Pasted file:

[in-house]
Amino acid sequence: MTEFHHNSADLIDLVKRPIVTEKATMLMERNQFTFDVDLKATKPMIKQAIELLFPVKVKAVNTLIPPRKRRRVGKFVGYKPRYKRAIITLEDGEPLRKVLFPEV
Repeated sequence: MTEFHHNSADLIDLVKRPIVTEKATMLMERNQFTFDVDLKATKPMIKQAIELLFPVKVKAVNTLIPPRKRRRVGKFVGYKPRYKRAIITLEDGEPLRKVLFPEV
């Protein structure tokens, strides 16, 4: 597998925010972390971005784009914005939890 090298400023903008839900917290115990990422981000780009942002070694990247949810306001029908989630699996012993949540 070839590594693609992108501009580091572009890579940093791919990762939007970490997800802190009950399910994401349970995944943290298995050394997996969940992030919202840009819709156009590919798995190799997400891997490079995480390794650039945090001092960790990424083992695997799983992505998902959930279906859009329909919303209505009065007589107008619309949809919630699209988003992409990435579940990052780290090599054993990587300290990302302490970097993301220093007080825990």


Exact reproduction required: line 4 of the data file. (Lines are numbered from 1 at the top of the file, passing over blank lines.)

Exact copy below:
């Protein structure tokens, strides 16, 4: 597998925010972390971005784009914005939890 090298400023903008839900917290115990990422981000780009942002070694990247949810306001029908989630699996012993949540 070839590594693609992108501009580091572009890579940093791919990762939007970490997800802190009950399910994401349970995944943290298995050394997996969940992030919202840009819709156009590919798995190799997400891997490079995480390794650039945090001092960790990424083992695997799983992505998902959930279906859009329909919303209505009065007589107008619309949809919630699209988003992409990435579940990052780290090599054993990587300290990302302490970097993301220093007080825990």